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As questions swirl around the state’s new health insurance exchange, the agency responsible for safeguarding Minnesotans’ private data expressed confidence Friday that ample protections are in place and that citizens “should trust the system.”
“We have the latest tools and technology that we can bake into every level of the system,” said Carolyn Parnell, commissioner of the state’s information security department, known as MN.IT. “Even when the [MNsure] system is launched, security never ends.”
Parnell appeared at a meeting of the MNsure exchange’s board, which was seeking answers about a recent privacy breach in which a MNsure employee sent an e-mail containing the names and Social Security numbers of 1,600 insurance brokers. (Officials previously said the number was 2,400 but have since determined that some brokers were listed twice.)
With fewer than two weeks to go until consumers start shopping on the exchange, MNsure Executive Director April Todd-Malmlov drew a distinction between the errant e-mail and the website that consumers will use to access the exchange.
“I want to be very clear,” Todd-Malmlov said. “The data incident was in no way related to MNsure’s IT system.”
Rep. Peggy Scott, R-Andover, said the explanation of the security breach and measures to protect consumer privacy fell short.
“Notably absent at today’s MNsure Board meeting was any sort of apology to the Minnesotans whose personal information was violated,” Scott said in a statement. “Today’s meeting only raised more questions about MNsure’s lack of data security procedures.”
Todd-Malmlov said the employee who sent the e-mail to an independent broker had been trained in security measures along with all staff. But the information was kept on the employee’s desktop computer and was not encrypted, in violation of policy.
The employee is no longer working for MNsure, Todd-Malmlov said.
In a bitter twist, Todd-Malmlov said in an interview that she has since learned that MNsure may not even have needed to collect brokers’ Social Security numbers. It had asked for the information believing it was needed to ensure that the brokers got continuing education credits for the certification process to become navigators who will help people sign up.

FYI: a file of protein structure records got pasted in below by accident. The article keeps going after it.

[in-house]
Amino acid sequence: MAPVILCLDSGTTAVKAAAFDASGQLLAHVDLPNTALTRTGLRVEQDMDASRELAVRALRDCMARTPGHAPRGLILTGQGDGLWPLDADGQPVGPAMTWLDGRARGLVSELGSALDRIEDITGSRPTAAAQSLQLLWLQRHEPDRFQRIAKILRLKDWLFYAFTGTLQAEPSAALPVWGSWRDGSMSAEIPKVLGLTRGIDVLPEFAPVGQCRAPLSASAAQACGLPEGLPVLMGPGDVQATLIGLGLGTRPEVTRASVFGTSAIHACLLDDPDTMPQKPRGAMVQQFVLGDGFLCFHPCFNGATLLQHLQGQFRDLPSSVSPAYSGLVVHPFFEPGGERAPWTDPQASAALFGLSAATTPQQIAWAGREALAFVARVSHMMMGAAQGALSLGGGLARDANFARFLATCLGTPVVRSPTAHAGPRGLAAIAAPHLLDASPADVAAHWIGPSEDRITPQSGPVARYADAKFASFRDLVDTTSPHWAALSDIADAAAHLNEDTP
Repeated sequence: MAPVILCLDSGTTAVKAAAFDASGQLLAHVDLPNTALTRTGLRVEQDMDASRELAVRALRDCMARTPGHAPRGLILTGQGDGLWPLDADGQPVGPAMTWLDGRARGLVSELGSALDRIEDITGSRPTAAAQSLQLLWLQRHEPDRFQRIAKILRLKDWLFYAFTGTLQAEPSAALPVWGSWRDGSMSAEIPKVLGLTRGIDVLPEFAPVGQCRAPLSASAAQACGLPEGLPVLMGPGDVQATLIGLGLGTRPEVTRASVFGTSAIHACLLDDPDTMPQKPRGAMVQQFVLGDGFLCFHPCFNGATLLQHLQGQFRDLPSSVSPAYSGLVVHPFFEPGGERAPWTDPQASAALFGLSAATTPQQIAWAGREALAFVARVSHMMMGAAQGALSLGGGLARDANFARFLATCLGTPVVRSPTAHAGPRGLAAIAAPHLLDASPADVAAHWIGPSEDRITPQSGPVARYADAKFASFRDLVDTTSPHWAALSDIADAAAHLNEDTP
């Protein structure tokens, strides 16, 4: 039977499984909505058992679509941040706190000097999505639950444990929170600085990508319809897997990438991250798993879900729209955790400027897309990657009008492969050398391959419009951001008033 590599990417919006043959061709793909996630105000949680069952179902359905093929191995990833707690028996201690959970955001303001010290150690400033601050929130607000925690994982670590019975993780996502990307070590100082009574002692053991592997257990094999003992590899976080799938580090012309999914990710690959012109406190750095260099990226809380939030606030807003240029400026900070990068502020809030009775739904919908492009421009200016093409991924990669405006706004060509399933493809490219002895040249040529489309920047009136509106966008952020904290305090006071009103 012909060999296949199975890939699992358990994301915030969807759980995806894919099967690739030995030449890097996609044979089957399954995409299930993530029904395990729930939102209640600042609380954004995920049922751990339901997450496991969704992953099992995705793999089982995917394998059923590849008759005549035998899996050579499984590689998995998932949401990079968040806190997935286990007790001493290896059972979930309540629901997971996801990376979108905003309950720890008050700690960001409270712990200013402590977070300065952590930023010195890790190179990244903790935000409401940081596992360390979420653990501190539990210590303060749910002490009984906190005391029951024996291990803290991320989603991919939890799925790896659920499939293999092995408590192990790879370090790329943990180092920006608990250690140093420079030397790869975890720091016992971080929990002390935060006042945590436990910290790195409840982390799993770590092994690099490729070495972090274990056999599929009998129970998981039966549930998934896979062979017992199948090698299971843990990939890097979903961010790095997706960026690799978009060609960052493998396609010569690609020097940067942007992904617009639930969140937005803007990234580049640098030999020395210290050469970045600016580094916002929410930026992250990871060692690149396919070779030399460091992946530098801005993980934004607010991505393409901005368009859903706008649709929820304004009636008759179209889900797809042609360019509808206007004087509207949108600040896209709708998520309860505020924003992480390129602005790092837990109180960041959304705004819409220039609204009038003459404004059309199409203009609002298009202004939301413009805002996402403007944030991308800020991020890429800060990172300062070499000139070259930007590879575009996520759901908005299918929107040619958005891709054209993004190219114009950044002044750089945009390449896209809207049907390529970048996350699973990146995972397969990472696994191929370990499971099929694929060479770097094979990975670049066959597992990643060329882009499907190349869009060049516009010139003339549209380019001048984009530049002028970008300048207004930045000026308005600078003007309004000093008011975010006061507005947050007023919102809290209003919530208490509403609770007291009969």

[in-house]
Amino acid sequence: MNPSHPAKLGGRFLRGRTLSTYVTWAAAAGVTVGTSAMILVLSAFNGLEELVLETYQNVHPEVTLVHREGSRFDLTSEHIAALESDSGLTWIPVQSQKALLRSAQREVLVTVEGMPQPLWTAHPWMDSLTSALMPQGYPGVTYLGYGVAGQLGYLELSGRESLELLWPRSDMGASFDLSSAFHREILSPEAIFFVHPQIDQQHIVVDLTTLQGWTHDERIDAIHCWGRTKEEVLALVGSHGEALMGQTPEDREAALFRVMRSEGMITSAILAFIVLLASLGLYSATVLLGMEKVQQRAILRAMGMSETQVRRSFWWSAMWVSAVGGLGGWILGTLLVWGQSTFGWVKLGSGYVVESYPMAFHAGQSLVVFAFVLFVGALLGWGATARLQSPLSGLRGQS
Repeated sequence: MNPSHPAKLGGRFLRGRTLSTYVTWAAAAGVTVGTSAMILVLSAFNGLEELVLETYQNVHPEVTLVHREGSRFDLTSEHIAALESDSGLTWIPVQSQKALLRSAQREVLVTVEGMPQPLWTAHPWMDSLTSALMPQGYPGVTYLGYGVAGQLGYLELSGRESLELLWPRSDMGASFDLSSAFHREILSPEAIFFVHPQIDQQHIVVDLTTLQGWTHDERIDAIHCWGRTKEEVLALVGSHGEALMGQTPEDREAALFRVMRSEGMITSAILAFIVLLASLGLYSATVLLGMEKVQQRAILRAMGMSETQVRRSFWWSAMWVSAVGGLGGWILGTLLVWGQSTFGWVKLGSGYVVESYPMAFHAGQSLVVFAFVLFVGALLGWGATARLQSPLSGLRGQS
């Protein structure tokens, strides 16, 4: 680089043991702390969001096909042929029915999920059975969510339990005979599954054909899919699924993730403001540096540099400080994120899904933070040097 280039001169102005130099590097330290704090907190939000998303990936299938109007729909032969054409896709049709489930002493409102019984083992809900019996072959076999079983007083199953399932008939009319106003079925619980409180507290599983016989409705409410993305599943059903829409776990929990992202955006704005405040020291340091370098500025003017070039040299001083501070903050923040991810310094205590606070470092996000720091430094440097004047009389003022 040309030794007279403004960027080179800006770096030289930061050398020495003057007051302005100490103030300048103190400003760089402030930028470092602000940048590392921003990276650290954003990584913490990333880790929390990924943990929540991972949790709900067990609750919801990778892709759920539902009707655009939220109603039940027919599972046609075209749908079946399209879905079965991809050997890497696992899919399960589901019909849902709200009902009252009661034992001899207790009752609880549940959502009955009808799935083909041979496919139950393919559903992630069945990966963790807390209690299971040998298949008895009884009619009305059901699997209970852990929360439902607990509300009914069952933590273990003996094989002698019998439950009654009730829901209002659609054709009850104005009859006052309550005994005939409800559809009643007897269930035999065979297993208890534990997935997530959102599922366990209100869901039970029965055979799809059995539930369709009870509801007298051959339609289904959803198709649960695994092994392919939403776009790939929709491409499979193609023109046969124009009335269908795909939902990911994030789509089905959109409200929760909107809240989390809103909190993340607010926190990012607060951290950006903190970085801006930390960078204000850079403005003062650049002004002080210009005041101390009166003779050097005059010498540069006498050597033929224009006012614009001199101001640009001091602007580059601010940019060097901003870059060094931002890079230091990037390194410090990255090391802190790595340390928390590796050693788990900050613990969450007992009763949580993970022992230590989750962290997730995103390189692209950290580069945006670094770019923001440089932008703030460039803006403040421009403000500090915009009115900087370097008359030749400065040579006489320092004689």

The exchanges open nationwide on Oct. 1 and are a key component of the federal health law, often called Obamacare. The MNsure exchange is aimed at individuals, families and small-business owners, and it will serve as the entryway to enroll those on public programs such as Medical Assistance and MinnesotaCare.
Senate Minority Leader David Hann, of Eden Prairie, said MNsure still isn’t ready to meet its timeline.
“The MNsure board of directors meeting offered no new answers to the question that thousands of Minnesotans have. Will my privacy be protected?” Hann said in a statement.
Sen. Sean Nienow, R-Cambridge, took to social media over an end-of-the-meeting discussion in which two board members suggested the state tell consumers to stay away on opening day, as a way to be more honest with consumers and tamp down expectations.
“I would encourage Minnesotans not to call on Oct. 1,” suggested board member Tom Forsythe, vice president of global communications at General Mills Inc., so as not to put too big of a load on the call center.
Thompson Aderinkomi, founder of a health IT start-up, added that there was “nothing wrong” with the idea of waiting, likening it to the launch of new iPhones when Apple servers get bogged down.
Todd-Malmlov thanked the board for “great feedback.”
The broader theme of Friday’s meeting revolved around the potential loss of trust from the e-mail mistake, as well as the need for assurance that the incident did not signify more systemic problems.
Dr. Kathryn Duevel, a board member, wanted to know how MNsure could reassure people who are most in need of getting coverage.
“We need to get people some level of assurance that they can still come to MNsure and apply,” she said. “What are we going to do to educate them?”
Chris Buse, assistant commissioner and chief information security officer of MN.IT, told the board there had been an “all hands on deck” staffing philosophy for the past year.
His department has worked closely with federal agencies, including the IRS, to make sure the system meets requirements for safeguarding private data.
“There are no guarantees,” he said. “But you try to put in the best preventive, corrective controls to make the system as secure as possible.”